Last Wednesday Scott Cairns published an important reflection on Why I am Against Justice. Scott Cairns is a wonderful writer, professor of English and co-director of a writing program. What he is not is a political theorist.
His general complaint is that calls for justice in the public arena tend to be punitive, uncompassionate, and judgmental. In short, calls for justice from people of faith increasingly demean them. On the spirit of this, I think we can agree. He goes on to say that it is not justice itself he is against, so much as justice understood as the chief virtue in public life. Fair enough: titling op-eds is often a science of calculated hyperbole.
What gets confusing is when Cairns begins conflating the personal debt that Christians owe God with the political debts that citizens and states owe each other. This may seem a straightforward move in an individualistic and moralistic culture, but it is actually a significant theoretical assumption which is at odds with significant luminaries like Aristotle, Aquinas, and much of the Protestant tradition.
Aristotle, for example, carefully distinguishes between concerns of individual and public conduct by writing two separate volumes, his Ethics and his Politics. Kant's theories of politics were distinct from those of his ethical theory. Politics, he thought, was based on principles of public right, not personal virtue. Indeed, international theorist Terry Nardin argues that were we to work with this distinction we might simply call this public ethics subfield "political theory." The task of political theory in these traditions is not to be ethical, but to be just, the corollary being that conflating individual with corporate conduct prefigures an autonomous and individualist philosophy of politics.
Such applied ethics also assumes that we need an external moral code absent from politics itself; that personal Christian ethics can and should be mapped onto political life. Yet even for Jesus this was clearly not the case. In the gospel we are admonished to turn the other cheek, yet in Romans we are warned to respect the lawful authorities who are not given the power of the sword in vain. The state, clearly, does not indefinitely turn the other cheek.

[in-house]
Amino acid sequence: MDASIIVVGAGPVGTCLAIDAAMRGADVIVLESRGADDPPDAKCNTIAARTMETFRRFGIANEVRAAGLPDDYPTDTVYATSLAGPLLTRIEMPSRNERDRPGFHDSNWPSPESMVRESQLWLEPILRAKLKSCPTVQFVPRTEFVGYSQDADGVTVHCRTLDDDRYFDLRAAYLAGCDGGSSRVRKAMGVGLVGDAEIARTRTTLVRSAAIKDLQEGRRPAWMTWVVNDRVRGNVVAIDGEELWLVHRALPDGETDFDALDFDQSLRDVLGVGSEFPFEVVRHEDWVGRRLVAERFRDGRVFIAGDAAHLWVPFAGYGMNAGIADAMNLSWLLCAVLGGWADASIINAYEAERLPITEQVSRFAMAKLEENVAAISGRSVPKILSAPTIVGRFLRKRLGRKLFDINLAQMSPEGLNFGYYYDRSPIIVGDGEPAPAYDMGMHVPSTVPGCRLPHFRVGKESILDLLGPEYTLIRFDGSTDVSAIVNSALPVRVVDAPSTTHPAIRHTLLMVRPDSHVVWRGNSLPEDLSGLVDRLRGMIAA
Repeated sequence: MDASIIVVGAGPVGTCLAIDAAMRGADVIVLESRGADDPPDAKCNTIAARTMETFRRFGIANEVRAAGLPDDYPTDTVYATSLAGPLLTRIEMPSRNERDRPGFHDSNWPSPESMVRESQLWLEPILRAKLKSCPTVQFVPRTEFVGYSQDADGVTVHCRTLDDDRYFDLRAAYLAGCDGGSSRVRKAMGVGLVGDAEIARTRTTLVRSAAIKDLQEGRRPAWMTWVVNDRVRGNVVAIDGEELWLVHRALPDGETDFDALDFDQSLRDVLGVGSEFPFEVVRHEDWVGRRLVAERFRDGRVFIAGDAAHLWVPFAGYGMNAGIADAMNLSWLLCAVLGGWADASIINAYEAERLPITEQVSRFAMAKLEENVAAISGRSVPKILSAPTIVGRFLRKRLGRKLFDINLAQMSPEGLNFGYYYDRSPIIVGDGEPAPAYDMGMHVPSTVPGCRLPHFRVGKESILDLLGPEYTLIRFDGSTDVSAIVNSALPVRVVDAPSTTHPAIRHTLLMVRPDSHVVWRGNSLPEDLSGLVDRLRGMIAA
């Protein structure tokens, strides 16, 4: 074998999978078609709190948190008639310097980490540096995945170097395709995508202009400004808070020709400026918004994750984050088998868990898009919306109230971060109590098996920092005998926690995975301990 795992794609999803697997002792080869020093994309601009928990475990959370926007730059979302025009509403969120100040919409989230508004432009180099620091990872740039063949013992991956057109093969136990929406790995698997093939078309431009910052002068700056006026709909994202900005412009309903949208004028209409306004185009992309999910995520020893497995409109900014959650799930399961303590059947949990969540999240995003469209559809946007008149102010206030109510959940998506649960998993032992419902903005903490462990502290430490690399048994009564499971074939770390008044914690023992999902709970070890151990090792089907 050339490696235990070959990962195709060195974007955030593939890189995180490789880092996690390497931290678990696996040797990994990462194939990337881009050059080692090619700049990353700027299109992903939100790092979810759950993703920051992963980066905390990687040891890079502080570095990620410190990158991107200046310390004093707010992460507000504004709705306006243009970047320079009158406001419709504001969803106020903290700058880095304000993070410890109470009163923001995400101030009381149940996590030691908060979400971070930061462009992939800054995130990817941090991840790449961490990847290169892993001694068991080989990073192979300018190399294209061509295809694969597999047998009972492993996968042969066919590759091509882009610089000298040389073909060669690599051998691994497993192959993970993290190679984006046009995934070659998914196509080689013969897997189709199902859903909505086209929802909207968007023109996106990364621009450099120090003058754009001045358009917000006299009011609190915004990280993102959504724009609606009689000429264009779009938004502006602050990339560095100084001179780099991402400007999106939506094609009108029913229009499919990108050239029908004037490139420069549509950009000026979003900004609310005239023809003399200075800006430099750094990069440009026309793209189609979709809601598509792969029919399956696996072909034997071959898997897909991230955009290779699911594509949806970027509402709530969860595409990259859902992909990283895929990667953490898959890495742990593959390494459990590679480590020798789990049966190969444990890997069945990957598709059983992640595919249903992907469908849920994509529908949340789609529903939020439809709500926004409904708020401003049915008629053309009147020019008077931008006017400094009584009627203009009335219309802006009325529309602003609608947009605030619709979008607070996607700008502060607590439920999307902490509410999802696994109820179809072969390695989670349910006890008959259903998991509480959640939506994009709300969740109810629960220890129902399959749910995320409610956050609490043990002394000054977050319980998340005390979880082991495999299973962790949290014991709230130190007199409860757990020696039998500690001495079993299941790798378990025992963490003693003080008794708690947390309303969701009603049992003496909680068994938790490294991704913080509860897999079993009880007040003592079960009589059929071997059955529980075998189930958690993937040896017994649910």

Further, the idea that ethics is something external which must applied to the thing in question, suggests politics is inherently at odds with moral conduct. Ethics in this context becomes a technical subject with priority to philosophers and theologians. Bernard Williams calls this "political moralism"—the idea that we can collapse the concerns of political and moral philosophy. If we think instead, as some thinkers like Nicholas Wolterstorff and Jonathan Chaplin might, that the state has a task for public justice, then we would object to this amoral caricature of the political. Intrinsic to politics is a direction of the good; its telos. Christians of all kinds call this end justice.
I belabour the point because the conflation of individual ethics with political justice is an honest and significant error in much of North American evangelicalism. It is not to say the state may not practice mercy, but rather that the internal norms which guide the structure of politics are different than the norms which guide economic, family, church, or personal life.
This is the key insight Abraham Kuyper recovered from the catholic tradition: that all of life is lived before the face of God, and that God has ordained each sphere—each square inch of work—with its own hierarchy of goods. No one expects—or wants—a marriage to work like a court system, or a friendly night out to be like a professor's classroom. Justice is the task of the state, and that justice is not without mercy, but neither is it a neat parallel to the personal gratitude we live toward God for his saving grace in Jesus Christ.